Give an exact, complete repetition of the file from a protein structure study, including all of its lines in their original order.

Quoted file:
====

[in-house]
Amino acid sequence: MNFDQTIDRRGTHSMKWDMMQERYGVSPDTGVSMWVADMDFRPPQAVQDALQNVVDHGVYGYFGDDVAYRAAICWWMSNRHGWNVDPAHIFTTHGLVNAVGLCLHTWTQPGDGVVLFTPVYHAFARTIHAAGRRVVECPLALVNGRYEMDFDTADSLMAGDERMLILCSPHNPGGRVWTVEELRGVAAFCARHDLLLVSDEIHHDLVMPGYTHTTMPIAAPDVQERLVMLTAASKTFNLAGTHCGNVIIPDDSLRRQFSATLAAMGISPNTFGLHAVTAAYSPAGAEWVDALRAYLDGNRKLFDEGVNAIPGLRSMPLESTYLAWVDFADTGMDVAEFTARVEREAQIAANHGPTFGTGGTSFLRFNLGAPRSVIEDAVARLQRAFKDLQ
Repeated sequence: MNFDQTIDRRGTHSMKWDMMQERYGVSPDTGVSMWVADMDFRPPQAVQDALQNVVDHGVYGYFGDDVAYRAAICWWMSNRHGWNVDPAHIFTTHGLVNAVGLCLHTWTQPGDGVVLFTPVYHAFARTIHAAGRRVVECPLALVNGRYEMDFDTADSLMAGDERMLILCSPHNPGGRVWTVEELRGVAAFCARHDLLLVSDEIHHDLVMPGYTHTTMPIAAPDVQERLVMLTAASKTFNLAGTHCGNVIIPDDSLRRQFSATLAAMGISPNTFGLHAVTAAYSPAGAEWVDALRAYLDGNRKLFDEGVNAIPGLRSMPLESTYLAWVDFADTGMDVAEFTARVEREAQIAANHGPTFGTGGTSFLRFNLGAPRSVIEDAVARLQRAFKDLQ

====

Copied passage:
[in-house]
Amino acid sequence: MNFDQTIDRRGTHSMKWDMMQERYGVSPDTGVSMWVADMDFRPPQAVQDALQNVVDHGVYGYFGDDVAYRAAICWWMSNRHGWNVDPAHIFTTHGLVNAVGLCLHTWTQPGDGVVLFTPVYHAFARTIHAAGRRVVECPLALVNGRYEMDFDTADSLMAGDERMLILCSPHNPGGRVWTVEELRGVAAFCARHDLLLVSDEIHHDLVMPGYTHTTMPIAAPDVQERLVMLTAASKTFNLAGTHCGNVIIPDDSLRRQFSATLAAMGISPNTFGLHAVTAAYSPAGAEWVDALRAYLDGNRKLFDEGVNAIPGLRSMPLESTYLAWVDFADTGMDVAEFTARVEREAQIAANHGPTFGTGGTSFLRFNLGAPRSVIEDAVARLQRAFKDLQ
Repeated sequence: MNFDQTIDRRGTHSMKWDMMQERYGVSPDTGVSMWVADMDFRPPQAVQDALQNVVDHGVYGYFGDDVAYRAAICWWMSNRHGWNVDPAHIFTTHGLVNAVGLCLHTWTQPGDGVVLFTPVYHAFARTIHAAGRRVVECPLALVNGRYEMDFDTADSLMAGDERMLILCSPHNPGGRVWTVEELRGVAAFCARHDLLLVSDEIHHDLVMPGYTHTTMPIAAPDVQERLVMLTAASKTFNLAGTHCGNVIIPDDSLRRQFSATLAAMGISPNTFGLHAVTAAYSPAGAEWVDALRAYLDGNRKLFDEGVNAIPGLRSMPLESTYLAWVDFADTGMDVAEFTARVEREAQIAANHGPTFGTGGTSFLRFNLGAPRSVIEDAVARLQRAFKDLQ